…angered by delay to finish construct TVET institutes
August 30, 2018
By Ibrahim Tarawallie
Deputy Minister of Technical and Higher Education has registered his disappointment over the ‘willful’ delay by contractors to complete the construction of Technical and Vocational Education Training institutes in Kono, Kambia, Sahn Malen in the Pujehun district and Masingbe in the Tonkolili district.
The Government of Sierra Leone, during the All People’s Congress (APC) regime, secured a loan from the Islamic Development Bank (IDB) worth $4,637,101.45 for the construction of technical institutes in the aforementioned areas.
Jalmans Construction and Trading Company, Hamid’s Enterprise, Poontar Trading and Construction Company, Kamandor Construction, Procurement and General Services, Business-in-Engineering Science and Technology, Nasrulia Construction and General Merchandise, MIB Construction and General Services and Panther Construction and General Services were awarded contracts to carry out the construction work.
According to the project documents and specifications, the various contractors were supposed to construct classroom blocks, administrative and laboratory blocks, site development works, workshops for practical, boreholes for water, as well as electricity supply, among others.
In a meeting with consultants and contractors in the ministry’s conference room yesterday, Dr. Turad Senesie noted that the constructions ought to have been completed and buildings handed to the government since December 2017.
But as at this August, construction work on the various sites are yet to be completed fully despite several attempts by the ministry to get those institutions up and running in September.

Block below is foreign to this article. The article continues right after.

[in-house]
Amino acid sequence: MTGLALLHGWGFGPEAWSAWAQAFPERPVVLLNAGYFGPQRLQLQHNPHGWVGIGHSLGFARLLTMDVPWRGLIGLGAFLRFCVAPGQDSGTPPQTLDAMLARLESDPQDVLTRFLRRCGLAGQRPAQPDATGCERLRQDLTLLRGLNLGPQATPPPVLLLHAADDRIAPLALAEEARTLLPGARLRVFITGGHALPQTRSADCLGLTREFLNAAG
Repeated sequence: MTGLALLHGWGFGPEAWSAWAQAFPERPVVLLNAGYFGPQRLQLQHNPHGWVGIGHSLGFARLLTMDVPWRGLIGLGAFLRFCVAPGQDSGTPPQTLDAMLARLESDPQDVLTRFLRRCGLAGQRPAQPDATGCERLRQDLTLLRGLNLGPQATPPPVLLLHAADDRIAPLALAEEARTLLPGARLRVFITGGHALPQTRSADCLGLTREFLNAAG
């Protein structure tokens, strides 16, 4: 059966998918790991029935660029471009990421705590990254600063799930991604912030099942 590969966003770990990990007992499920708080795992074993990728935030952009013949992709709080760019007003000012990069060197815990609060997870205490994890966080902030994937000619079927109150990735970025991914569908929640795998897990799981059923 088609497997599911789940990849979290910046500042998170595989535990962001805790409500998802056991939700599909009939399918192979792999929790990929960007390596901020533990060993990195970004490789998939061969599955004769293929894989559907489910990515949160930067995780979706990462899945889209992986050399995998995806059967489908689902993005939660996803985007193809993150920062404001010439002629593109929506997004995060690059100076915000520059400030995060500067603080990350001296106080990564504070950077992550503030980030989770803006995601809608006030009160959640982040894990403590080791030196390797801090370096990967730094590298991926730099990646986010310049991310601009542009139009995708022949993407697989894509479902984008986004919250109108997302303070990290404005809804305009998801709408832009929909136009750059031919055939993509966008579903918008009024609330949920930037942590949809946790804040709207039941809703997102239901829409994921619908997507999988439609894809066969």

Dr. Senesie said it appears as if contractors were not ready to cooperate with the ministry in fulfilling the agenda of the current government.
“I see your actions as an act of sabotage and also as a way of depriving Sierra Leoneans of what they have right to. It is unacceptable. We must have these institutions up and running for the good of this country,” he charged.
According to him, the contractors were told during a meeting that by the end of July work should have been completed for equipment and tools to be transferred to those institutes.
However, the contractors highlighted among other issues lack of security at the various sites occasioned by stealing of cables and solar panels as the reason for their failure to complete work on the stipulated time and asked for little time to have it done and handed over.
In response, Dr. Senesie said: “Security preventing completion of work? You were given a project and opted for it. You have to abide by what is inside the documents. You can’t expect the ministry to provide you with security. It is your responsibility to secure the site.”
He thus issued a two-week ultimatum to contractors of the Kambia and Sahn Malen projects to conclude the job or risk being handed over to law enforcement agencies for appropriate actions.
“We need to do recruitment of students and that of staff to run those institutions. It is a loan we have taken on behalf of the people and we have to pay back with interest. We cannot settle down for less. We have to draw the line somewhere in the interest of Sierra Leone.
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Gone are those days when you take up a project and do it at your own pace,” Dr. Senesie said.
For Kono and Masingbe, the Deputy Minister of Higher Education handed the contractors over to the Deputy Director of Investigations at the Anti-Corruption Commission (ACC), Augustine Ngobie, because they have exhausted their patience with them and the people of Sierra Leone need the service.
“We have done everything humanly possible to have those buildings up and running. I am asking the project director to present the documents to the ACC for them to help us have the contractors complete the job or where people should pay, they have to,” he ordered.